In a fiery meeting before the Santa Cruz City School Board Wednesday night, parents and students protested the sudden firing of popular Santa Cruz High baseball coach George Arnott, but some of the strongest statements were accusations of a conflict of interest by Superintendent Gary Bloom.
Several parents said that Bloom had met with a friend who is a principal in another district and who has a son in the Santa Cruz High baseball program who was unhappy with the coach. She complained about Arnott and got him fired, they alleged several times before the seven-member board.
"Because Mr. Bloom is an acquaintance of one of the complainants here, I think there is a conflict of interest and Mr. Bloom should have recused himself from the decision-making process or at best gone to all the parents on the team to get their opinions for the full opinion," said Mike Duffy, the father of a baseball player. "He did not do that. There's a taint of conflict of interest in this decision and it should not stand in a public decision and a public forum like this."
Reached after the meeting, Bloom denied the charges.
"It's a misinformation campaign led by a few people," he said. "It's a totally fabricated attempt to change the subject. It's my job to talk to people in the community, a constituent. It would be a conflict if there were money involved or a family member. It's not a conflict to talk to a former colleague or a parent."
The chambers were filled with the coach's supporters. No one spoke against him. Arnott, 38, has a wife and three children and was a former minor leaguer and star at both Santa Cruz High and Cabrillo College. Many parents said he was an important link to college coaches across the country who could help their children get scholarships.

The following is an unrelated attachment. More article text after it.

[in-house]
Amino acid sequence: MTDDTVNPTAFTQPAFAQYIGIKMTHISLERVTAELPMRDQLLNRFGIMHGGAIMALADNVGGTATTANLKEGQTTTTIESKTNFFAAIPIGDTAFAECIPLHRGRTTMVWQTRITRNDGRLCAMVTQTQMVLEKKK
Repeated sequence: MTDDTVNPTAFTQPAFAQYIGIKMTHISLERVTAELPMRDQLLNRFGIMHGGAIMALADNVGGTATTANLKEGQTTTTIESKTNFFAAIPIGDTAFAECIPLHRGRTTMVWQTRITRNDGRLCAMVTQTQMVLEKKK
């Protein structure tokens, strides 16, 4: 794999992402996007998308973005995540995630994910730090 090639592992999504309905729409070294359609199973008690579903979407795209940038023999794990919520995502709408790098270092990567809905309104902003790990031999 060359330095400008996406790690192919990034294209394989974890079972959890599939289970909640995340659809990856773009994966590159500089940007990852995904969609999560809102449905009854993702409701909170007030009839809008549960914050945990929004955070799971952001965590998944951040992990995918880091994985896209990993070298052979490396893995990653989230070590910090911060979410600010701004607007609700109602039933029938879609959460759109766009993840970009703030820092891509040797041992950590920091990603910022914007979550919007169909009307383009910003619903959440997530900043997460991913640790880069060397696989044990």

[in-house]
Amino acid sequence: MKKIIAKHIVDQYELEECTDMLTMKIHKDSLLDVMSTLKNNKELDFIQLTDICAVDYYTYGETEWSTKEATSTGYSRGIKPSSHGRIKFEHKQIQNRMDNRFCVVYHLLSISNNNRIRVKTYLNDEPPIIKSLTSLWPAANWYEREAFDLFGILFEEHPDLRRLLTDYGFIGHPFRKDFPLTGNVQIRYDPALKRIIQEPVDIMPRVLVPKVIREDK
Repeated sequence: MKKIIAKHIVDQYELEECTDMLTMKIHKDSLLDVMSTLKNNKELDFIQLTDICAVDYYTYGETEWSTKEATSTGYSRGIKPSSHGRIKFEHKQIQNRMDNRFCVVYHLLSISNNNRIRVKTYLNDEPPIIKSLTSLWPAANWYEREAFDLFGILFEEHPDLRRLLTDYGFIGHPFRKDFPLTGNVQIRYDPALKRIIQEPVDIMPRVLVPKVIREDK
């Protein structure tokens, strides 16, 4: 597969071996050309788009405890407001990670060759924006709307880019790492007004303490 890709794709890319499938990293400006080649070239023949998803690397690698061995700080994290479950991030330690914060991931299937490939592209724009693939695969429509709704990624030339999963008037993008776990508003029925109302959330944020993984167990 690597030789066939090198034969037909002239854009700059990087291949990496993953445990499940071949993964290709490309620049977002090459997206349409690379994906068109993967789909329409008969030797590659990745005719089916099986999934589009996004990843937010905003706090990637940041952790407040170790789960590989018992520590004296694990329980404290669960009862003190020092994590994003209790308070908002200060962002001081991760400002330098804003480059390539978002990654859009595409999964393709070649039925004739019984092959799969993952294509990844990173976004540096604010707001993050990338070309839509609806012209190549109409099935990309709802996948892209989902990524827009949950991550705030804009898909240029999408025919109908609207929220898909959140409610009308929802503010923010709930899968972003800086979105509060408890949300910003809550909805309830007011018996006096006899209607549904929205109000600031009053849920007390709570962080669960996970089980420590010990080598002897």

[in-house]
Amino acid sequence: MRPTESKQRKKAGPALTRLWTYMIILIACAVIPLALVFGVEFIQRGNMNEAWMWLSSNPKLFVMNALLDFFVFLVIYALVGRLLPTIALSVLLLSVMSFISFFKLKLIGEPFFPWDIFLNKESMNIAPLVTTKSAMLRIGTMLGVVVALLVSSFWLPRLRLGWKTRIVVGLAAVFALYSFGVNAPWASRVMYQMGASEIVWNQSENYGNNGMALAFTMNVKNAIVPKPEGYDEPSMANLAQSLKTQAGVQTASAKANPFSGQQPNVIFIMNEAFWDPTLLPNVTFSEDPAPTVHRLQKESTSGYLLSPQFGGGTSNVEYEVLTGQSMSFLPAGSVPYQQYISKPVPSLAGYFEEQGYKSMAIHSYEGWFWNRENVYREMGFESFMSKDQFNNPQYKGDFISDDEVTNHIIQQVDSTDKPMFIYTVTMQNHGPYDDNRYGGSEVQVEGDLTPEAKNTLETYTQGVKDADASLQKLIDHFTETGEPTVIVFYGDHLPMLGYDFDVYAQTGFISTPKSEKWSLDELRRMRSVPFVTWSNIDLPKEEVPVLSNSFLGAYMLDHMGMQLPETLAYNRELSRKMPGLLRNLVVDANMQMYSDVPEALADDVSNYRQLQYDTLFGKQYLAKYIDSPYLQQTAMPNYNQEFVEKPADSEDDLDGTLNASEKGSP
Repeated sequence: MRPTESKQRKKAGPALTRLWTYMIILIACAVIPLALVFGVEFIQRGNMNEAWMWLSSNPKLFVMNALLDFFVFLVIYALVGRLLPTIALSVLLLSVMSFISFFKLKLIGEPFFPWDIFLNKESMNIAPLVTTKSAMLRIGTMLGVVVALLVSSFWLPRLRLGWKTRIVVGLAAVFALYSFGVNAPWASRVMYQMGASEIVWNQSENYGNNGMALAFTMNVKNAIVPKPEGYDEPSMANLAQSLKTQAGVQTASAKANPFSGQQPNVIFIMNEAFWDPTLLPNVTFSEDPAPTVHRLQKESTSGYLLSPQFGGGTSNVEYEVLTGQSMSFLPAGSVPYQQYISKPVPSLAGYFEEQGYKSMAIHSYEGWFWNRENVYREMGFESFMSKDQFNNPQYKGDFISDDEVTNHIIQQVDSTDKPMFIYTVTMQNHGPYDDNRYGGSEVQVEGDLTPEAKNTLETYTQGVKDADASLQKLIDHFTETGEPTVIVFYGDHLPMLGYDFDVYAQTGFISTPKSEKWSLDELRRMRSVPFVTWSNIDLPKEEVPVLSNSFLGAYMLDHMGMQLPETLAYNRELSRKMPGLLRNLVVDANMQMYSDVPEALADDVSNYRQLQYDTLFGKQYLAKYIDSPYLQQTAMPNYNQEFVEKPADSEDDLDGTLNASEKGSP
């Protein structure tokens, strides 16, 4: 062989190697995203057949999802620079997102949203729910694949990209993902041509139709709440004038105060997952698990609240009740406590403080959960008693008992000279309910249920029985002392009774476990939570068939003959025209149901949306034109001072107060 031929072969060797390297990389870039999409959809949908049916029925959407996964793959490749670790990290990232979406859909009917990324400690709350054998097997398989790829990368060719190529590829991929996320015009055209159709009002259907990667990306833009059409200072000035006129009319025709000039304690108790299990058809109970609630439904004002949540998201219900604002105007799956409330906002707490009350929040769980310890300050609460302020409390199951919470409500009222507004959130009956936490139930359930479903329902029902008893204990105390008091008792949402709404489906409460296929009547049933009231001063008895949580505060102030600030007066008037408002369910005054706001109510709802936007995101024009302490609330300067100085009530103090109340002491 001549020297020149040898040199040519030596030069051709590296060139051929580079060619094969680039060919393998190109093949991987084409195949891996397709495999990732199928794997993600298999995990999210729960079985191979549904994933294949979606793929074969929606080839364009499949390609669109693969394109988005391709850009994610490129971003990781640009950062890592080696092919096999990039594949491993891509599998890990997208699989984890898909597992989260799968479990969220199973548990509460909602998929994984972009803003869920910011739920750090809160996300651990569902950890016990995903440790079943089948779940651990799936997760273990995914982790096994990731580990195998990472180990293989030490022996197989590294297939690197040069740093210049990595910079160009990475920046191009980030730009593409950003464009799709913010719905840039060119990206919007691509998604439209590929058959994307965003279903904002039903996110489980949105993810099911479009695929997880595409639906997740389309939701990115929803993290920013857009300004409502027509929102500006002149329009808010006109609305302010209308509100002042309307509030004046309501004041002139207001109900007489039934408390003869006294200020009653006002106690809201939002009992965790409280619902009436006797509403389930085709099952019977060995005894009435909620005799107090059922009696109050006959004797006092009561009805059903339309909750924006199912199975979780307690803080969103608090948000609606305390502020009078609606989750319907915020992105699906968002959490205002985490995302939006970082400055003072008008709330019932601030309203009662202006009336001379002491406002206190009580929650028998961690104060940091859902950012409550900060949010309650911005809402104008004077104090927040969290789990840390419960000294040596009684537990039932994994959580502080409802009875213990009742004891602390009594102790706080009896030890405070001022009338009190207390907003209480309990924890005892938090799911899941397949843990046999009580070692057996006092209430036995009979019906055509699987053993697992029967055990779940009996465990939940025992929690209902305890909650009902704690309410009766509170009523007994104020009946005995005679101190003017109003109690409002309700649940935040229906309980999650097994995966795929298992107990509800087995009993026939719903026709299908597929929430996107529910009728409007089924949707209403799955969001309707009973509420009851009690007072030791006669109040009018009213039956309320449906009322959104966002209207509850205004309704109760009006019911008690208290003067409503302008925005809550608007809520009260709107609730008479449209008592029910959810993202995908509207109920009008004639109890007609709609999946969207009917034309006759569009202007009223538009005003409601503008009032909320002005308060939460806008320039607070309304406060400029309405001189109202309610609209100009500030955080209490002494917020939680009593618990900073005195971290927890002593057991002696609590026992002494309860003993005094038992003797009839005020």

He spent his own time and money fixing up the decrepit baseball field, they said, and was devoted to their children.
"This is a grave injustice and it is a disservice to the current and future players," said Lori Quick, who added that it was "unconscionable" that the decision was made without input from the players and the community.
The parents asked the Board to reconsider the decision and put it on the agenda for next meeting. The Board could take no action unless an item is on the agenda. This half hour of complaints was part of the public hearing section of the meeting.
One of the most emotionally-charged moments was when Arnott's wife, Abby, said her husband was never told what he did to deserve being fired after only one year. (See video.)
Santa Cruz High School Principal Karen Edmonds wrote a letter to parents saying that there were others in favor of the firing. None of them showed up at the meeting.
Bloom, the superintendent, said he couldn't discuss the facts behind the firing because it was a personnel issue. On a sour note for hopeful parents, he said there was "no chance" that the Board would reconsider the action.
"The decision has been made," he said. "The Board is being very supportive of the decision of the administration. Based on the history, we are going to take another look at how we train and support our coaches. We certainly don't want to go through this again."
Santa Cruz High has had four baseball coaches in four years, something that parents said hurts their kids' chances to network and be recommended to college programs by established coaches.